Diagnosis. Without sexual dimorphism (except P. funebris with dimorphism on basitarsus I). Whitish tubercles and/or granules on dorsal scute and/or legs. One or two convergent median apophysis on anterior margin of dorsal scute. Prosoma with one oblique folding between ocularium and lateral margin, as a sub-anterior margin, anterior region of dorsal scute without camouflage of debris, almost smooth (except Pseudotrogulus trotskyi sp. nov.). Ocularium high and enlarged, with convergent or parallel, large frontward directed tubercles (except Pseudotrogulus trotskyi sp. nov.). Three mesotergal areas (except Pseudotrogulus trotskyi sp. nov. with four areas). Area III with main pair of tubercles separated. Lateral margin with a few larger tubercles on wider region of mesotergum (except Pseudotrogulus trotskyi sp. nov.). Posterior margin and free tergite I with some larger tubercles or spines and free tergites II-III with one median larger tubercle or spine (except Pseudotrogulus trotskyi sp. nov.). Venter almost smooth and without camouflage of debris, except distal coxae and posterior stigmatic area. Genital and stigmatic areas deeper than coxae and posterior margin of stigmatic area (except P. pagu sp. nov.). Ventral part of coxae and posterior margin of stigmatic area densely covered with high granules (except P. pagu sp. nov.). Density of granules reduced on stigmatic and genital areas, with one pair of tubercles at base of genital area (except Pseudotrogulus trotskyi sp. nov.). Diameter of pedipalpal femur similar to other articles. Ventral tubercles of femur I larger than those of other legs. Whitish ventral tubercles higher on other femora (except P. telluris). Penis with a ventral plate as long as wide, with U-shaped apical concavity. Ventralmost seta of basal group of ventral plate smaller, in an oblique row inserted on short and wide lateral lobe. Tarsus I with five articles (except Pseudotrogulus trotskyi sp. nov., 3-segmented).

Key for Pseudotrogulus

1. Four areas on mesotergum; main pair of ocularium tubercles low and weak; anterior margin of dorsal scute covered by large tubercles between median and lateral apophyses; tarsal formula: 3, 5, 5, 5 (Figs 109-111) ............................. .................................................................Pseudotrogulus trotskyi sp. nov.
1'. Three areas on mesotergum (Figs 97 and 105); main pair of ocularium tubercles high (Figs 98 and 107); Anterior margin of dorsal scute with few small scattered tubercles or smooth between median and lateral apophyses (Figs 95 and 97); tarsal formula: 5, 7, 6, 6 ..........................................................................2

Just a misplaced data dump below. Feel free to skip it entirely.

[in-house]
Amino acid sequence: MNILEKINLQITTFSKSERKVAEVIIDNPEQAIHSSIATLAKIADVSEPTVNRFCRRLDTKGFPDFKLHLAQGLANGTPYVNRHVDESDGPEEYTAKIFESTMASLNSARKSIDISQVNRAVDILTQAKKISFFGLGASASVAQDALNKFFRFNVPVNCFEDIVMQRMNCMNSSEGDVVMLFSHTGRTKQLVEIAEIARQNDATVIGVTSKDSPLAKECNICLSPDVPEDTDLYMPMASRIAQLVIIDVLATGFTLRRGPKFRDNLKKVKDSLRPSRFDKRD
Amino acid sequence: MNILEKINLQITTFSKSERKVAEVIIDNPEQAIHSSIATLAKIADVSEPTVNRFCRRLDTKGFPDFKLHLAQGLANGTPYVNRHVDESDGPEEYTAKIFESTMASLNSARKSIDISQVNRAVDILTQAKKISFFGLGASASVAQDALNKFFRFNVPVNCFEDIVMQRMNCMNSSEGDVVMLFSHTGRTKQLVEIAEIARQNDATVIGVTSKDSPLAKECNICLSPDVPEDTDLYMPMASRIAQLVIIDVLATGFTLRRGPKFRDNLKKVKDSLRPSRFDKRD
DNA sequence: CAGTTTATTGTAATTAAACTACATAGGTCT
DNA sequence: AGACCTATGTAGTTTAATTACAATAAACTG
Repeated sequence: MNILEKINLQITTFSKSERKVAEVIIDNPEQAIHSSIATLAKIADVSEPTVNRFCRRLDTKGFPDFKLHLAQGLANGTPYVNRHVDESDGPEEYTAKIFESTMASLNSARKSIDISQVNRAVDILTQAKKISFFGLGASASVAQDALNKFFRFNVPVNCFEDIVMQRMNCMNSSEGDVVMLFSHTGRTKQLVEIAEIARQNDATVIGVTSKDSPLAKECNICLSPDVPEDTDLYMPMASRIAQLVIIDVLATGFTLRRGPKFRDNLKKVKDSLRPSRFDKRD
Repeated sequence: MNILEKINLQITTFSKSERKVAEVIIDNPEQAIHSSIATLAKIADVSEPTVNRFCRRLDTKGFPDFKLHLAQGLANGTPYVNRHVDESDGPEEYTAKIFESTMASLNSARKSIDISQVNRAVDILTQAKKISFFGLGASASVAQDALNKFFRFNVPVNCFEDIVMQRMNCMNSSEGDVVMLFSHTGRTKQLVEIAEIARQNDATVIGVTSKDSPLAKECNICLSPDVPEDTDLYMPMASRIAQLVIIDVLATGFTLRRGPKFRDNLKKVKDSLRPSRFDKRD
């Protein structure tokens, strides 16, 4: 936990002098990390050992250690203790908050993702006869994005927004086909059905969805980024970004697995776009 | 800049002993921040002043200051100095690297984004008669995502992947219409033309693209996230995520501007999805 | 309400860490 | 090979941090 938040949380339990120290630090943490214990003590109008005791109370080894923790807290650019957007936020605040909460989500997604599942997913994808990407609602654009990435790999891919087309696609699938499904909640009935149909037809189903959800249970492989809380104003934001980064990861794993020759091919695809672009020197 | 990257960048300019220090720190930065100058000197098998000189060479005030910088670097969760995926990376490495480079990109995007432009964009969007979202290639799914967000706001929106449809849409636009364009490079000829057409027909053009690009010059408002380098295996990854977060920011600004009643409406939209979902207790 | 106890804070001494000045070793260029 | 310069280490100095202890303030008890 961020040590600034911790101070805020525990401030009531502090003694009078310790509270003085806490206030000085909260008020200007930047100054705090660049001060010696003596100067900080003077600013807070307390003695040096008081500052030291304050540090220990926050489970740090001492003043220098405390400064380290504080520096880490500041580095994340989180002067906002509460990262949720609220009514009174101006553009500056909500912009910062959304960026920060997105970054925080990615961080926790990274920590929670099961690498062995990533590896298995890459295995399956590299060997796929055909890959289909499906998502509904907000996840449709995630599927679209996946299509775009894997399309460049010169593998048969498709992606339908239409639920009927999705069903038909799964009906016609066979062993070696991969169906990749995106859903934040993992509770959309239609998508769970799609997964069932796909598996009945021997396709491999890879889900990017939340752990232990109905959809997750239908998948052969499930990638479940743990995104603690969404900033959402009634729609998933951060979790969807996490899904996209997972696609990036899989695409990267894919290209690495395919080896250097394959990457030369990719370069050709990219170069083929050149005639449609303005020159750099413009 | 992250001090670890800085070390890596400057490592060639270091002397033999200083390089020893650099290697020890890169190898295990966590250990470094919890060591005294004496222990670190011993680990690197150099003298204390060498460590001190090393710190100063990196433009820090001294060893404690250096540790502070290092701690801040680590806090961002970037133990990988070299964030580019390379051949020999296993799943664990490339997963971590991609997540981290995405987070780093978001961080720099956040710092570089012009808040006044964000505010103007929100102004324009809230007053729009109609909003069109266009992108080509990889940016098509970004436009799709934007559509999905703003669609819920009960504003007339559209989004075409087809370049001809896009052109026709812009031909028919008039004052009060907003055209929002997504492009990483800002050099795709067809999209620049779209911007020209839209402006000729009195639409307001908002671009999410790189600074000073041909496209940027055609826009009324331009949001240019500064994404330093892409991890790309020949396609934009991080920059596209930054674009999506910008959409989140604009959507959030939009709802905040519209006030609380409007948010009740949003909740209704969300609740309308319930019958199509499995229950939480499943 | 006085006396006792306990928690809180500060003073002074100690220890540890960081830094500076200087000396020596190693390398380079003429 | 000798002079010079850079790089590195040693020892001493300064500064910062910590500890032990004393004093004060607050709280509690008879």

2. Main pair of tubercles of mesotergal area III and median tubercle of free tergite III rounded (Figs 100-103); prosomal folding on ocularium side with elongated and enlarged tubercles fused at base (Figs 101 and 175) ......................................3
2'. Main pair of tubercles of mesotergal area III and median tubercle of free tergite III conical (Figs 97 and 107); prosomal folding on ocularium side with unfused conical tubercles (Figs 97 and 105) .......................................................................4
3. Posterior margin of dorsal scute with high density of white side by side granules; femora of legs II-IV with larger ventral tubercles (Figs 100-101 and 184) ............ ...................................................................................................P. mirim
3'. Posterior margin of dorsal scute with scattered brown granules; femora of legs II-IV without larger tubercles (Figs 102-104) .....................................P. telluris
4. Most granules whitish; very enlarged, conical and granulate tubercle on free tergite III; ocularium tubercles convergent (Figs 97-99 and 183) .........P. funebris
4'. Granules same color as tegument, concentrated near sulci of mesotergal areas; free tergite III with three slightly larger tubercles than those of free tergite II; parallel tubercles on ocularium (Figs 105-108) ..........................P. pagu sp. nov.

 



 

Pseudotrogulus funebris Firmo & Pinto-da-Rocha, 2002 Figs 97-99, 166-167, 183, 189

Pseudotrogulus funebris Firmo & Pinto-da-Rocha, 2002: 173 [desc], figs 1-6.

Diagnosis. Differs from other Pseudotrogulus species by having a high density of whitish granules on dorsal scute; whitish conical tubercles adjacent on lateral margin; enlarged conical and granulate tubercle on free tergite III. It is the only species of the genus with eight tarsomeres on leg IV.